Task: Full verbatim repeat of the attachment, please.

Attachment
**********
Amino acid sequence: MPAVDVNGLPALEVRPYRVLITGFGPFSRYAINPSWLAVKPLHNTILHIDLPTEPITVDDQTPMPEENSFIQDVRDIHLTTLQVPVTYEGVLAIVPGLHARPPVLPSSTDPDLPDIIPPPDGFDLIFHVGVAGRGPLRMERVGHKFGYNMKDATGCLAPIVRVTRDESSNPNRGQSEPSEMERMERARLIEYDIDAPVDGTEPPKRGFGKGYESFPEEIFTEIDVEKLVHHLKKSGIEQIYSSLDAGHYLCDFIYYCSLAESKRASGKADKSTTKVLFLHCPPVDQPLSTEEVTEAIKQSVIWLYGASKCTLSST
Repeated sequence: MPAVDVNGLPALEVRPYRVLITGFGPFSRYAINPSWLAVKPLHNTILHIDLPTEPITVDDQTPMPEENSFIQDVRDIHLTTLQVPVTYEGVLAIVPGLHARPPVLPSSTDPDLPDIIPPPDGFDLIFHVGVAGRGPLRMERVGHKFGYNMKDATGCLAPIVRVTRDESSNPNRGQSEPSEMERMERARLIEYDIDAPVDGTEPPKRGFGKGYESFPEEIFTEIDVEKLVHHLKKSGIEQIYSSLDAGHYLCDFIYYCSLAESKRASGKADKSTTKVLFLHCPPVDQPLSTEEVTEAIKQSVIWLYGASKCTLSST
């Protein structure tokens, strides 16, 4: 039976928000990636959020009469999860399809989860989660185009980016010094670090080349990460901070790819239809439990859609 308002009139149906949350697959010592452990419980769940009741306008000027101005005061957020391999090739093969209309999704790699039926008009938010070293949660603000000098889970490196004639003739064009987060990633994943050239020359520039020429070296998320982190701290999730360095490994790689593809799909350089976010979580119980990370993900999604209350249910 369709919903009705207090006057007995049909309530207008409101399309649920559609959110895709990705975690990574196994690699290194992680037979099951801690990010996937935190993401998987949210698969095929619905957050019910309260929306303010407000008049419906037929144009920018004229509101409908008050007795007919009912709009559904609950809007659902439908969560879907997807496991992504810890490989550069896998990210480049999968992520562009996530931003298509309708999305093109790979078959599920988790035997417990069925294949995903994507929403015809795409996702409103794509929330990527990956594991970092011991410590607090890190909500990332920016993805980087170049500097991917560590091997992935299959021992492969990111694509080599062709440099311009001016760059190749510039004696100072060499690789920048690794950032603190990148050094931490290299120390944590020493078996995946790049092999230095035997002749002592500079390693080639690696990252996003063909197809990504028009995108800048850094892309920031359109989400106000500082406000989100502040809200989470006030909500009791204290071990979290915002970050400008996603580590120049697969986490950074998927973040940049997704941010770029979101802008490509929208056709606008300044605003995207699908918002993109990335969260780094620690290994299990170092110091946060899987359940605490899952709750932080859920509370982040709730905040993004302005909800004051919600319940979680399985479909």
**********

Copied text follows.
Amino acid sequence: MPAVDVNGLPALEVRPYRVLITGFGPFSRYAINPSWLAVKPLHNTILHIDLPTEPITVDDQTPMPEENSFIQDVRDIHLTTLQVPVTYEGVLAIVPGLHARPPVLPSSTDPDLPDIIPPPDGFDLIFHVGVAGRGPLRMERVGHKFGYNMKDATGCLAPIVRVTRDESSNPNRGQSEPSEMERMERARLIEYDIDAPVDGTEPPKRGFGKGYESFPEEIFTEIDVEKLVHHLKKSGIEQIYSSLDAGHYLCDFIYYCSLAESKRASGKADKSTTKVLFLHCPPVDQPLSTEEVTEAIKQSVIWLYGASKCTLSST
Repeated sequence: MPAVDVNGLPALEVRPYRVLITGFGPFSRYAINPSWLAVKPLHNTILHIDLPTEPITVDDQTPMPEENSFIQDVRDIHLTTLQVPVTYEGVLAIVPGLHARPPVLPSSTDPDLPDIIPPPDGFDLIFHVGVAGRGPLRMERVGHKFGYNMKDATGCLAPIVRVTRDESSNPNRGQSEPSEMERMERARLIEYDIDAPVDGTEPPKRGFGKGYESFPEEIFTEIDVEKLVHHLKKSGIEQIYSSLDAGHYLCDFIYYCSLAESKRASGKADKSTTKVLFLHCPPVDQPLSTEEVTEAIKQSVIWLYGASKCTLSST
């Protein structure tokens, strides 16, 4: 039976928000990636959020009469999860399809989860989660185009980016010094670090080349990460901070790819239809439990859609 308002009139149906949350697959010592452990419980769940009741306008000027101005005061957020391999090739093969209309999704790699039926008009938010070293949660603000000098889970490196004639003739064009987060990633994943050239020359520039020429070296998320982190701290999730360095490994790689593809799909350089976010979580119980990370993900999604209350249910 369709919903009705207090006057007995049909309530207008409101399309649920559609959110895709990705975690990574196994690699290194992680037979099951801690990010996937935190993401998987949210698969095929619905957050019910309260929306303010407000008049419906037929144009920018004229509101409908008050007795007919009912709009559904609950809007659902439908969560879907997807496991992504810890490989550069896998990210480049999968992520562009996530931003298509309708999305093109790979078959599920988790035997417990069925294949995903994507929403015809795409996702409103794509929330990527990956594991970092011991410590607090890190909500990332920016993805980087170049500097991917560590091997992935299959021992492969990111694509080599062709440099311009001016760059190749510039004696100072060499690789920048690794950032603190990148050094931490290299120390944590020493078996995946790049092999230095035997002749002592500079390693080639690696990252996003063909197809990504028009995108800048850094892309920031359109989400106000500082406000989100502040809200989470006030909500009791204290071990979290915002970050400008996603580590120049697969986490950074998927973040940049997704941010770029979101802008490509929208056709606008300044605003995207699908918002993109990335969260780094620690290994299990170092110091946060899987359940605490899952709750932080859920509370982040709730905040993004302005909800004051919600319940979680399985479909």